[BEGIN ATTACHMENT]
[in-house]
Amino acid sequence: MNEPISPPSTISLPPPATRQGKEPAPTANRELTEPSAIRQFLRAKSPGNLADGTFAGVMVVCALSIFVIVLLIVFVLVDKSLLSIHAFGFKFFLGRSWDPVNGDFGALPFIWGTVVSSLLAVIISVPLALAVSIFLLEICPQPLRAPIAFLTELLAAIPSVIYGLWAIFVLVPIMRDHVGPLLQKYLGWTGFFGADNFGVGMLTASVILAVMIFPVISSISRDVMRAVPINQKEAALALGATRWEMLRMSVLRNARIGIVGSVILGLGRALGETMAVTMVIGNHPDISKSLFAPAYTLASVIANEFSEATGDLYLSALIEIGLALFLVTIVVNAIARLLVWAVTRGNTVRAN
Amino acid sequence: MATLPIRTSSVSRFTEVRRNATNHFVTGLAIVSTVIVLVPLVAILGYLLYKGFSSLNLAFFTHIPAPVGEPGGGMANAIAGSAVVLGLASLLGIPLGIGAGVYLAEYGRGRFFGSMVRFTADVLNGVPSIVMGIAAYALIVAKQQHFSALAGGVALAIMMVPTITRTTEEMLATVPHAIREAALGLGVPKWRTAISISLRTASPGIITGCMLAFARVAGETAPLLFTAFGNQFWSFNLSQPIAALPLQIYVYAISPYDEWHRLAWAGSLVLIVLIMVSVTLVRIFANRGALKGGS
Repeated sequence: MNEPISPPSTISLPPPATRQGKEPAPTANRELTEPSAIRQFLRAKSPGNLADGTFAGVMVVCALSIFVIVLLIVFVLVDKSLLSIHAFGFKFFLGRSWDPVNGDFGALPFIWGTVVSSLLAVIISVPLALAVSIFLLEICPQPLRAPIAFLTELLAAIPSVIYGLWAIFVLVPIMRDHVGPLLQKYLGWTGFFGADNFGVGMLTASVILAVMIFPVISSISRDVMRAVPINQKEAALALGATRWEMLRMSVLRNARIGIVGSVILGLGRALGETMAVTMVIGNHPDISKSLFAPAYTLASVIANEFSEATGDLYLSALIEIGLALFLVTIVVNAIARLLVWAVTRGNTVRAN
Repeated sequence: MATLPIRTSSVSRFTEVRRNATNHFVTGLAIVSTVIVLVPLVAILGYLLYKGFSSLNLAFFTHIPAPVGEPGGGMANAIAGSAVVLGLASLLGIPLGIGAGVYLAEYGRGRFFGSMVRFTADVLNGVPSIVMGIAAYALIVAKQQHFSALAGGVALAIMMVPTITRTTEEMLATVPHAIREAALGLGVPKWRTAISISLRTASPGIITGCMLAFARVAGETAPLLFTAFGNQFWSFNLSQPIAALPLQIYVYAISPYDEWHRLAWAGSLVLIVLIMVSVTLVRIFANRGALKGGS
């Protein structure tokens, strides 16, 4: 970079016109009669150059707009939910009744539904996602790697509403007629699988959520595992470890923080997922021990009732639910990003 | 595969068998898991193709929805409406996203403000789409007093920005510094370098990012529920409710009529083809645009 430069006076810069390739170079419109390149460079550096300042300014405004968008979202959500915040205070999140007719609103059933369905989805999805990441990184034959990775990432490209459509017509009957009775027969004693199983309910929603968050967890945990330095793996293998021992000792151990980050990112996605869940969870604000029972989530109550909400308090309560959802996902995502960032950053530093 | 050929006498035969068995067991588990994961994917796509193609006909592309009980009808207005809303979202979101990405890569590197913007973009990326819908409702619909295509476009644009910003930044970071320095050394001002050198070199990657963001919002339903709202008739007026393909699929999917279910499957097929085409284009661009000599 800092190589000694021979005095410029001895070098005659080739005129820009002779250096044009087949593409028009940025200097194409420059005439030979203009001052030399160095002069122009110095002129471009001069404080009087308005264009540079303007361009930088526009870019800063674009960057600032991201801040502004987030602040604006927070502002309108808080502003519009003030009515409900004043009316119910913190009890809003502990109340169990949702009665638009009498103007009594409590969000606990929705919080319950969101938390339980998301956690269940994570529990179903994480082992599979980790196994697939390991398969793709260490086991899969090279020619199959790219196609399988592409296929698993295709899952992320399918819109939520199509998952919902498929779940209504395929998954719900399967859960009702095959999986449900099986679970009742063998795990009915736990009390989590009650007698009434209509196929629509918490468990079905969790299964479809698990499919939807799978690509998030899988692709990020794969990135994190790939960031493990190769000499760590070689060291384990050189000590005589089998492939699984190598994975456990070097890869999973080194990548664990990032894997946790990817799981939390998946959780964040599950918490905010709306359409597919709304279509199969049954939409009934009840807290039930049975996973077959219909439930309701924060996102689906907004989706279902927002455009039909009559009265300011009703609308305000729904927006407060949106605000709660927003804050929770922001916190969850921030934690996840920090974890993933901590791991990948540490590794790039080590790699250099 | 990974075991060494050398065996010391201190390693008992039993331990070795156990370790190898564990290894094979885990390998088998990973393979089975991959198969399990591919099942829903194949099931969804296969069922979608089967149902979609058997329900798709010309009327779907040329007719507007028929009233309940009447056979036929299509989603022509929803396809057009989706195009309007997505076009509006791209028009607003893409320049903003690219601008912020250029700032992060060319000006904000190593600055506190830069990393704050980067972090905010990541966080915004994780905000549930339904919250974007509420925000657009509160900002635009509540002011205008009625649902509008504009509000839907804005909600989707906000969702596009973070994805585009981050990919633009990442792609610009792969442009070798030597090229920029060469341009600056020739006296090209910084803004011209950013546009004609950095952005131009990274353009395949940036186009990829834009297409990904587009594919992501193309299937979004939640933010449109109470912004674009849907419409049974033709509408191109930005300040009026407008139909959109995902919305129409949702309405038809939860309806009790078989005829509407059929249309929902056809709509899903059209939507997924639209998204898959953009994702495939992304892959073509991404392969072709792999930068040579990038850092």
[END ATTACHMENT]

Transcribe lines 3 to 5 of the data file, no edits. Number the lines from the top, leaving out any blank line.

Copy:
Amino acid sequence: MATLPIRTSSVSRFTEVRRNATNHFVTGLAIVSTVIVLVPLVAILGYLLYKGFSSLNLAFFTHIPAPVGEPGGGMANAIAGSAVVLGLASLLGIPLGIGAGVYLAEYGRGRFFGSMVRFTADVLNGVPSIVMGIAAYALIVAKQQHFSALAGGVALAIMMVPTITRTTEEMLATVPHAIREAALGLGVPKWRTAISISLRTASPGIITGCMLAFARVAGETAPLLFTAFGNQFWSFNLSQPIAALPLQIYVYAISPYDEWHRLAWAGSLVLIVLIMVSVTLVRIFANRGALKGGS
Repeated sequence: MNEPISPPSTISLPPPATRQGKEPAPTANRELTEPSAIRQFLRAKSPGNLADGTFAGVMVVCALSIFVIVLLIVFVLVDKSLLSIHAFGFKFFLGRSWDPVNGDFGALPFIWGTVVSSLLAVIISVPLALAVSIFLLEICPQPLRAPIAFLTELLAAIPSVIYGLWAIFVLVPIMRDHVGPLLQKYLGWTGFFGADNFGVGMLTASVILAVMIFPVISSISRDVMRAVPINQKEAALALGATRWEMLRMSVLRNARIGIVGSVILGLGRALGETMAVTMVIGNHPDISKSLFAPAYTLASVIANEFSEATGDLYLSALIEIGLALFLVTIVVNAIARLLVWAVTRGNTVRAN
Repeated sequence: MATLPIRTSSVSRFTEVRRNATNHFVTGLAIVSTVIVLVPLVAILGYLLYKGFSSLNLAFFTHIPAPVGEPGGGMANAIAGSAVVLGLASLLGIPLGIGAGVYLAEYGRGRFFGSMVRFTADVLNGVPSIVMGIAAYALIVAKQQHFSALAGGVALAIMMVPTITRTTEEMLATVPHAIREAALGLGVPKWRTAISISLRTASPGIITGCMLAFARVAGETAPLLFTAFGNQFWSFNLSQPIAALPLQIYVYAISPYDEWHRLAWAGSLVLIVLIMVSVTLVRIFANRGALKGGS